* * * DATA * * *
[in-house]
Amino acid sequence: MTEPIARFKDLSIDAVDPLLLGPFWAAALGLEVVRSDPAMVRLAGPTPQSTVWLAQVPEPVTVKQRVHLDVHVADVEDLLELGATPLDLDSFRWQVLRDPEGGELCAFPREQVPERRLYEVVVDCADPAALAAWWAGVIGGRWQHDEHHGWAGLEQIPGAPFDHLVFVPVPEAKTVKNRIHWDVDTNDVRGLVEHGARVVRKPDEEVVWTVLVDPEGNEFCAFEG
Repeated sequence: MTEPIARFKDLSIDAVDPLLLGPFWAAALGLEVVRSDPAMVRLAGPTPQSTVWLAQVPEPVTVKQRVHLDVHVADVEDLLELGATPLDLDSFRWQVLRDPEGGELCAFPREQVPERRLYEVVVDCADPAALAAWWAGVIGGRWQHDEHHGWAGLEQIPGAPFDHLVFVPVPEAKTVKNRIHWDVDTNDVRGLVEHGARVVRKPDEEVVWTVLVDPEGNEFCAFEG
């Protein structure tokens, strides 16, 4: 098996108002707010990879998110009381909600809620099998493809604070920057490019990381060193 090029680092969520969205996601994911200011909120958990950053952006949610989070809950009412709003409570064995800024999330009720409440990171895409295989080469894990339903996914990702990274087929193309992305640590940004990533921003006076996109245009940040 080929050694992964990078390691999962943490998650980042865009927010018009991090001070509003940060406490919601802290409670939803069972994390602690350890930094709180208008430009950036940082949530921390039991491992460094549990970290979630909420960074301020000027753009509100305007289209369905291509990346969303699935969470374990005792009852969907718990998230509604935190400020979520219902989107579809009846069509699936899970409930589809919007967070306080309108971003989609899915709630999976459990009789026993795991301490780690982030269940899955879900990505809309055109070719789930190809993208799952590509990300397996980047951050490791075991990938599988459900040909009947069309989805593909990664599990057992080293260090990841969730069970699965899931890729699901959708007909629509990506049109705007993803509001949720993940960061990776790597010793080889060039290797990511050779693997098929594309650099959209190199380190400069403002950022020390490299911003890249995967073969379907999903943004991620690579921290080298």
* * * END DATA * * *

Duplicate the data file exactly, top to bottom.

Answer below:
[in-house]
Amino acid sequence: MTEPIARFKDLSIDAVDPLLLGPFWAAALGLEVVRSDPAMVRLAGPTPQSTVWLAQVPEPVTVKQRVHLDVHVADVEDLLELGATPLDLDSFRWQVLRDPEGGELCAFPREQVPERRLYEVVVDCADPAALAAWWAGVIGGRWQHDEHHGWAGLEQIPGAPFDHLVFVPVPEAKTVKNRIHWDVDTNDVRGLVEHGARVVRKPDEEVVWTVLVDPEGNEFCAFEG
Repeated sequence: MTEPIARFKDLSIDAVDPLLLGPFWAAALGLEVVRSDPAMVRLAGPTPQSTVWLAQVPEPVTVKQRVHLDVHVADVEDLLELGATPLDLDSFRWQVLRDPEGGELCAFPREQVPERRLYEVVVDCADPAALAAWWAGVIGGRWQHDEHHGWAGLEQIPGAPFDHLVFVPVPEAKTVKNRIHWDVDTNDVRGLVEHGARVVRKPDEEVVWTVLVDPEGNEFCAFEG
């Protein structure tokens, strides 16, 4: 098996108002707010990879998110009381909600809620099998493809604070920057490019990381060193 090029680092969520969205996601994911200011909120958990950053952006949610989070809950009412709003409570064995800024999330009720409440990171895409295989080469894990339903996914990702990274087929193309992305640590940004990533921003006076996109245009940040 080929050694992964990078390691999962943490998650980042865009927010018009991090001070509003940060406490919601802290409670939803069972994390602690350890930094709180208008430009950036940082949530921390039991491992460094549990970290979630909420960074301020000027753009509100305007289209369905291509990346969303699935969470374990005792009852969907718990998230509604935190400020979520219902989107579809009846069509699936899970409930589809919007967070306080309108971003989609899915709630999976459990009789026993795991301490780690982030269940899955879900990505809309055109070719789930190809993208799952590509990300397996980047951050490791075991990938599988459900040909009947069309989805593909990664599990057992080293260090990841969730069970699965899931890729699901959708007909629509990506049109705007993803509001949720993940960061990776790597010793080889060039290797990511050779693997098929594309650099959209190199380190400069403002950022020390490299911003890249995967073969379907999903943004991620690579921290080298």